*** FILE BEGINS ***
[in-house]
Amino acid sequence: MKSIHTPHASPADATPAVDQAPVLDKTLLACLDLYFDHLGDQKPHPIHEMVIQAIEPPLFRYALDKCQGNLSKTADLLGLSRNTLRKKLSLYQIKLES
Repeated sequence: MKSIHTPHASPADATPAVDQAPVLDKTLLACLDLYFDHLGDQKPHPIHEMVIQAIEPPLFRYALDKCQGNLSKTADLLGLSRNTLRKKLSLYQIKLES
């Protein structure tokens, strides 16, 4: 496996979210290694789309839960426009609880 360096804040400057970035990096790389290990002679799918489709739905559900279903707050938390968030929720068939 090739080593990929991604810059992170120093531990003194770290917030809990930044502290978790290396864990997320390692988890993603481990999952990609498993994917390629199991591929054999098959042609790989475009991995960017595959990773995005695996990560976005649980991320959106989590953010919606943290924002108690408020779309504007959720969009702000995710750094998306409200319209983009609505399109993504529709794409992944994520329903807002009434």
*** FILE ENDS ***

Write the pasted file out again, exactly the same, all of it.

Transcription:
[in-house]
Amino acid sequence: MKSIHTPHASPADATPAVDQAPVLDKTLLACLDLYFDHLGDQKPHPIHEMVIQAIEPPLFRYALDKCQGNLSKTADLLGLSRNTLRKKLSLYQIKLES
Repeated sequence: MKSIHTPHASPADATPAVDQAPVLDKTLLACLDLYFDHLGDQKPHPIHEMVIQAIEPPLFRYALDKCQGNLSKTADLLGLSRNTLRKKLSLYQIKLES
């Protein structure tokens, strides 16, 4: 496996979210290694789309839960426009609880 360096804040400057970035990096790389290990002679799918489709739905559900279903707050938390968030929720068939 090739080593990929991604810059992170120093531990003194770290917030809990930044502290978790290396864990997320390692988890993603481990999952990609498993994917390629199991591929054999098959042609790989475009991995960017595959990773995005695996990560976005649980991320959106989590953010919606943290924002108690408020779309504007959720969009702000995710750094998306409200319209983009609505399109993504529709794409992944994520329903807002009434």